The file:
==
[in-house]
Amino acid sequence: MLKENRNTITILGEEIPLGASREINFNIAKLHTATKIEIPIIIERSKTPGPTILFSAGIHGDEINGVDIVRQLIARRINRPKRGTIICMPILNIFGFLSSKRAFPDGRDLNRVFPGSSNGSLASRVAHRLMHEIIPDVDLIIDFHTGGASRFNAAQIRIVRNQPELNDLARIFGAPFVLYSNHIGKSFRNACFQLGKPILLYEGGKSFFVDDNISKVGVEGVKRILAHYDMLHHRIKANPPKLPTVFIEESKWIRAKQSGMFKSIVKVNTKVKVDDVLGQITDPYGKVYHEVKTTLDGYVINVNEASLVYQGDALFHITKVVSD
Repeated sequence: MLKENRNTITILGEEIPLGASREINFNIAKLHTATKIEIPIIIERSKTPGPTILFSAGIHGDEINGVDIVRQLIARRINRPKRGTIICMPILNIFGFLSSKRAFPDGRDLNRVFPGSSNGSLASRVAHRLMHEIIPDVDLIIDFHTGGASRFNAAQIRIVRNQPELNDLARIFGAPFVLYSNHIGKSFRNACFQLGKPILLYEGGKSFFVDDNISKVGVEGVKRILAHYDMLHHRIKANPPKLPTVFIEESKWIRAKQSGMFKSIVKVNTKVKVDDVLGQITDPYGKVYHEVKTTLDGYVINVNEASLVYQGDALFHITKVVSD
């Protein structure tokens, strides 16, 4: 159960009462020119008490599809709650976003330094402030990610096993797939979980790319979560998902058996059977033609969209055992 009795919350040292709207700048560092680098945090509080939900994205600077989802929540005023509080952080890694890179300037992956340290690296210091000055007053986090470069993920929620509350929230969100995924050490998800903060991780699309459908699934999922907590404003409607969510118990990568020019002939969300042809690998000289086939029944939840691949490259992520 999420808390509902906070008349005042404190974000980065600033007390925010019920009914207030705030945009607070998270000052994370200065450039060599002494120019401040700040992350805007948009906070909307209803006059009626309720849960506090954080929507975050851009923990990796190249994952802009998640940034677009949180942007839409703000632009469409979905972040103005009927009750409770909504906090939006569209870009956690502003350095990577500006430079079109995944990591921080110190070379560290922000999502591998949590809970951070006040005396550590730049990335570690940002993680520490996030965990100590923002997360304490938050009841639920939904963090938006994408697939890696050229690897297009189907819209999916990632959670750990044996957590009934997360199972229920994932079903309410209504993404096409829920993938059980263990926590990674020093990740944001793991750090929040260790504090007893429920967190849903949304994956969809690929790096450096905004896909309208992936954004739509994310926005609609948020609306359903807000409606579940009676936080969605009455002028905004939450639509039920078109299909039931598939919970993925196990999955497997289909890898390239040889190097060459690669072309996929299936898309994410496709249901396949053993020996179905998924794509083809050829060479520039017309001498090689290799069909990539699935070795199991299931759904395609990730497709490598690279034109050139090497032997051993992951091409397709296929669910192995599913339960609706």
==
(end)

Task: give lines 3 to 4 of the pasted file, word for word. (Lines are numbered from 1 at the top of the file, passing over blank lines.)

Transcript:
Repeated sequence: MLKENRNTITILGEEIPLGASREINFNIAKLHTATKIEIPIIIERSKTPGPTILFSAGIHGDEINGVDIVRQLIARRINRPKRGTIICMPILNIFGFLSSKRAFPDGRDLNRVFPGSSNGSLASRVAHRLMHEIIPDVDLIIDFHTGGASRFNAAQIRIVRNQPELNDLARIFGAPFVLYSNHIGKSFRNACFQLGKPILLYEGGKSFFVDDNISKVGVEGVKRILAHYDMLHHRIKANPPKLPTVFIEESKWIRAKQSGMFKSIVKVNTKVKVDDVLGQITDPYGKVYHEVKTTLDGYVINVNEASLVYQGDALFHITKVVSD
């Protein structure tokens, strides 16, 4: 159960009462020119008490599809709650976003330094402030990610096993797939979980790319979560998902058996059977033609969209055992 009795919350040292709207700048560092680098945090509080939900994205600077989802929540005023509080952080890694890179300037992956340290690296210091000055007053986090470069993920929620509350929230969100995924050490998800903060991780699309459908699934999922907590404003409607969510118990990568020019002939969300042809690998000289086939029944939840691949490259992520 999420808390509902906070008349005042404190974000980065600033007390925010019920009914207030705030945009607070998270000052994370200065450039060599002494120019401040700040992350805007948009906070909307209803006059009626309720849960506090954080929507975050851009923990990796190249994952802009998640940034677009949180942007839409703000632009469409979905972040103005009927009750409770909504906090939006569209870009956690502003350095990577500006430079079109995944990591921080110190070379560290922000999502591998949590809970951070006040005396550590730049990335570690940002993680520490996030965990100590923002997360304490938050009841639920939904963090938006994408697939890696050229690897297009189907819209999916990632959670750990044996957590009934997360199972229920994932079903309410209504993404096409829920993938059980263990926590990674020093990740944001793991750090929040260790504090007893429920967190849903949304994956969809690929790096450096905004896909309208992936954004739509994310926005609609948020609306359903807000409606579940009676936080969605009455002028905004939450639509039920078109299909039931598939919970993925196990999955497997289909890898390239040889190097060459690669072309996929299936898309994410496709249901396949053993020996179905998924794509083809050829060479520039017309001498090689290799069909990539699935070795199991299931759904395609990730497709490598690279034109050139090497032997051993992951091409397709296929669910192995599913339960609706």